Want to save on medical aid costs? Choose a smaller scheme
However, GTC has found that the larger schemes are attracting the bulk of new members mainly because of their reputations
Smaller medical schemes are offering consumers better value for money, but have not been as successful as some of the larger schemes in attracting new members, a study by wealth and financial advisory firm GTC has found.
GTC (formerly known as Grant Thornton Capital) released its seventh annual medical aid survey on Wednesday.
The study analysed the rates of 22 open medical schemes, as well as closed scheme Profmed, and a total of 144 plans that were categorised into 11 areas in accordance with the benefits offered.
The survey made use of a micro rating system based on a plan’s competitiveness in relation to others in the same category, and included the company’s solvency. It also provided a standardised comparison and ranking of the choices available to consumers. These ratings were also based on the risk premiums, while the macro ratings focused on size, growth and financial stability of a company.
Smaller schemes with fewer than 1-million members were ranked top of the crop.
Head of healthcare consulting Jillian Larkan said the smaller schemes generally had large reserves and so their solvency levels were quite high, allowing them to lower their premiums to attract new members.
"Individual members look mainly at risk premiums," Larkan said. "Fedhealth is one of the schemes that has performed consistently well in the micro ratings, indicating that it is very competitively priced and can offer consumers good value for money," Larkan said.
Other ratings top scorers were the Makoti, Topmed and CompCare wellness medical schemes.
However, Larkan said there was a risk for small schemes that continued to subsidise premiums, as this would eventually lead to negative returns for the businesses if they kept dipping into these funds.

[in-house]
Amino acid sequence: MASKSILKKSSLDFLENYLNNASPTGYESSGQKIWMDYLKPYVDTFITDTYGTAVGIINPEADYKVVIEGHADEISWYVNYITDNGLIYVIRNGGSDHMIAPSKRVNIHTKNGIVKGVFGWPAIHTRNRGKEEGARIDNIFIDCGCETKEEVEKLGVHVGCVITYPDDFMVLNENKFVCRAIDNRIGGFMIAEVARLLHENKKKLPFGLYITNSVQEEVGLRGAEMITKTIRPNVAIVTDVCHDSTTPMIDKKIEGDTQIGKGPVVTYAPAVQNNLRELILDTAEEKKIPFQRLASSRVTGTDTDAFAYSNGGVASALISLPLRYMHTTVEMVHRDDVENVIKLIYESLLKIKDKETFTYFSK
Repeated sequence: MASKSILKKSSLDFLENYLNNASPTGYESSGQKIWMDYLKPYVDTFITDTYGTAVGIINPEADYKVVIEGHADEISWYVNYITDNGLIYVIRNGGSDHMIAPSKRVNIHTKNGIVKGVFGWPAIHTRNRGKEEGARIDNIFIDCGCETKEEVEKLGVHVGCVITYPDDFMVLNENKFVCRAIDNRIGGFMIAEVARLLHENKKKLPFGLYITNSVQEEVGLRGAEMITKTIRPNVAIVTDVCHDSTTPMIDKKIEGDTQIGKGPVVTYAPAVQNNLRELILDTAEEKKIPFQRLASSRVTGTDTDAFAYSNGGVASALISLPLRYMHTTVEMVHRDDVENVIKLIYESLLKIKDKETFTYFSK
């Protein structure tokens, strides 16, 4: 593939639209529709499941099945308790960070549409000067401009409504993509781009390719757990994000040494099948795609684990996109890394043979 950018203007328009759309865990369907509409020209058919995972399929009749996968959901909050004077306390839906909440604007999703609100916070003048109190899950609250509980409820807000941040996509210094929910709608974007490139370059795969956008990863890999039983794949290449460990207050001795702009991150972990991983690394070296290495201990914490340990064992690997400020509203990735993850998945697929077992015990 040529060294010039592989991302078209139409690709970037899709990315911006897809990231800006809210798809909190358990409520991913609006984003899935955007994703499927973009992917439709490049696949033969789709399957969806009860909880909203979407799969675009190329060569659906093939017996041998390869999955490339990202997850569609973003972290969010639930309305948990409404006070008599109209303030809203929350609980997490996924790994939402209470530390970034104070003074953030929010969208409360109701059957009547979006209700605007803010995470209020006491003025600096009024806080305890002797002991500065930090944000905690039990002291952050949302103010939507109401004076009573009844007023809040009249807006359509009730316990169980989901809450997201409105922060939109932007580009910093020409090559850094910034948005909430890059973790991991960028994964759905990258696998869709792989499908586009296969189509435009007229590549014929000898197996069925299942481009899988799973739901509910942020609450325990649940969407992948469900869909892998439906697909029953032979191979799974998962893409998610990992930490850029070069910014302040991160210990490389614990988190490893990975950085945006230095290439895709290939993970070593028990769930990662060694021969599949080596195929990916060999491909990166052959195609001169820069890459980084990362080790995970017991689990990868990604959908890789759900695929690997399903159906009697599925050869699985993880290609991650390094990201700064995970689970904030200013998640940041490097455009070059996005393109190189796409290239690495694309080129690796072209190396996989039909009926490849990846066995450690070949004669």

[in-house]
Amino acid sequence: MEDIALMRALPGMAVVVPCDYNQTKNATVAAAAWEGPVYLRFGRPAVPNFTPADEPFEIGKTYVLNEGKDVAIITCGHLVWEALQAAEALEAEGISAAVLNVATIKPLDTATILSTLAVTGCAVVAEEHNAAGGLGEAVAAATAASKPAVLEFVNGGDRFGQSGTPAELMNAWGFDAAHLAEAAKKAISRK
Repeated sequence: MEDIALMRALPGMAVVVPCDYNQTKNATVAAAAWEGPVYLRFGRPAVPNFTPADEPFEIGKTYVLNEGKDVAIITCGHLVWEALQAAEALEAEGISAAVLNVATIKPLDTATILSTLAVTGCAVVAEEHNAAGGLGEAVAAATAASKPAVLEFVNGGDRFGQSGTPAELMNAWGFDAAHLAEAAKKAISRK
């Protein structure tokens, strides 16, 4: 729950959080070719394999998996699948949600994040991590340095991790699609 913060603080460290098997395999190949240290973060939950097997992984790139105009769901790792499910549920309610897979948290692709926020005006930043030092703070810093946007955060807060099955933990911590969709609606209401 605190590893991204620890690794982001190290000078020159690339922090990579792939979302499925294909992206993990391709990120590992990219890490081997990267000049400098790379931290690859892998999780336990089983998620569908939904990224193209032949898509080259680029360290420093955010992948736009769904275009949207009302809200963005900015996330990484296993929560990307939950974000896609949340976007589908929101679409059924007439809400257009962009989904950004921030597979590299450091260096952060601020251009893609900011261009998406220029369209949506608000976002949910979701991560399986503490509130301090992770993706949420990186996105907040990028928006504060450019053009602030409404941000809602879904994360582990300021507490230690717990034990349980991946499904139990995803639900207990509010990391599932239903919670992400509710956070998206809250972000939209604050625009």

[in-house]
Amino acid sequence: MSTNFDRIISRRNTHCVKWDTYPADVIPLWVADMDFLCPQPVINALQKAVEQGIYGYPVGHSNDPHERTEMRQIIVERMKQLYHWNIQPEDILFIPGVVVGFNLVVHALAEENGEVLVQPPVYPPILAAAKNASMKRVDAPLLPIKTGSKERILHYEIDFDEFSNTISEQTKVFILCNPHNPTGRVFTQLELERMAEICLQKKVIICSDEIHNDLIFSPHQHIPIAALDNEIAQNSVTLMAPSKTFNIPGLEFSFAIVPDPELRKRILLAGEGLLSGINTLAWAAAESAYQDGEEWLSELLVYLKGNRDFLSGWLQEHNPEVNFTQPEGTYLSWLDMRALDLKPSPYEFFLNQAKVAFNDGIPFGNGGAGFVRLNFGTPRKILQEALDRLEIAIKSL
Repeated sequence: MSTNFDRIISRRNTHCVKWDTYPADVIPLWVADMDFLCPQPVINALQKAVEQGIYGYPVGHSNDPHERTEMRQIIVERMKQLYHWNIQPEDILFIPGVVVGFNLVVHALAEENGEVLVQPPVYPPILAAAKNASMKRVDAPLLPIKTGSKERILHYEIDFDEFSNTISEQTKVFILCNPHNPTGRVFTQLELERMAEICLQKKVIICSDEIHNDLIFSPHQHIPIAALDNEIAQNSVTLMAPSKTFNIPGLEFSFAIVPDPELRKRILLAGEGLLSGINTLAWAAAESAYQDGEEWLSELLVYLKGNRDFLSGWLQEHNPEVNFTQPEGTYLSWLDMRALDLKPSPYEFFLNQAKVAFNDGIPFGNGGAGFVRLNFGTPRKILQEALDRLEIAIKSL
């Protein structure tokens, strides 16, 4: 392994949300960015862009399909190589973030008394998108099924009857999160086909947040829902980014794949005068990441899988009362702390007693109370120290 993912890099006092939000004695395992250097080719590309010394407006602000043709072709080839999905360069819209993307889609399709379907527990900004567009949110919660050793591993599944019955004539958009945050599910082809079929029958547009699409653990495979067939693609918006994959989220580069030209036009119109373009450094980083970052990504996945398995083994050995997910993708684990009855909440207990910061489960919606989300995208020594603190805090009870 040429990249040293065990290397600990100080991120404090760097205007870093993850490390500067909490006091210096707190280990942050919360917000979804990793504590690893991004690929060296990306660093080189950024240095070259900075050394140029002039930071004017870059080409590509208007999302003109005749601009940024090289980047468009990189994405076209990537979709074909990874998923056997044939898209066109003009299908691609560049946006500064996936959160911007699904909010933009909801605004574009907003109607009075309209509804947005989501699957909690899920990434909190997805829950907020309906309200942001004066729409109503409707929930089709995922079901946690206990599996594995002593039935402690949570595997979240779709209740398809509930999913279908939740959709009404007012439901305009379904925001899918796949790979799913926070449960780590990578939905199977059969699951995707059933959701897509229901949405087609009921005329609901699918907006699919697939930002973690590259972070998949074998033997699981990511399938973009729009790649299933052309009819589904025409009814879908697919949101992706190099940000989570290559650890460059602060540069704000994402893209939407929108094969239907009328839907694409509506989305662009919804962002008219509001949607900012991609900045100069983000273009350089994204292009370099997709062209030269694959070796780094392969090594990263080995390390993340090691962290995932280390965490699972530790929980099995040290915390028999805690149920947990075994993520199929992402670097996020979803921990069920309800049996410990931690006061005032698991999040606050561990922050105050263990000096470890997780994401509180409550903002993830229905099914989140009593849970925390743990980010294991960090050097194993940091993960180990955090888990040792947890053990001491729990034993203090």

The smaller schemes did not fare as well in the ratings that analyse a company’s net healthcare results.
"The Council of Medical Schemes data shows that net healthcare results of the small companies was not wonderful because they subsidise premiums from their solvency," she said.
The good news for the schemes was the slight increase in membership. However, the larger schemes were able to attract the bulk of new members mainly because of their public reputations.
Discovery, SA’s largest open medical scheme, topped the macro rankings categories, which consider membership, solvency and complaints made against the company.
The number of members, average age and solvency had the largest weighting in the macro rankings report while Hello Peter complaints and year-on-year growth were weighted the least.
GTC said that with this year’s inclusion of multiple additional macro demographic areas, along with the applied weightings on these, the more stable growing schemes have now scored considerably better in the macro rating.
The study also found that consumers were more often than not unaware of their own medical scheme details and entitled benefits, which has resulted in consumers potentially losing out on saving significantly.
Larkan pointed out that even though individual needs changed every year, members remained on the same plans for long periods of time.
"Too many consumers stay on the same plan for years, regardless of how their circumstances or plan’s benefits change. This means consumers tend to pay for benefits they don’t need, or they are unaware of benefits that are no longer provided," Larkan said.
GTC group CEO Gary Mockler said although the survey was a powerful tool in itself, it was not definitive as individuals had personal preferences and priorities.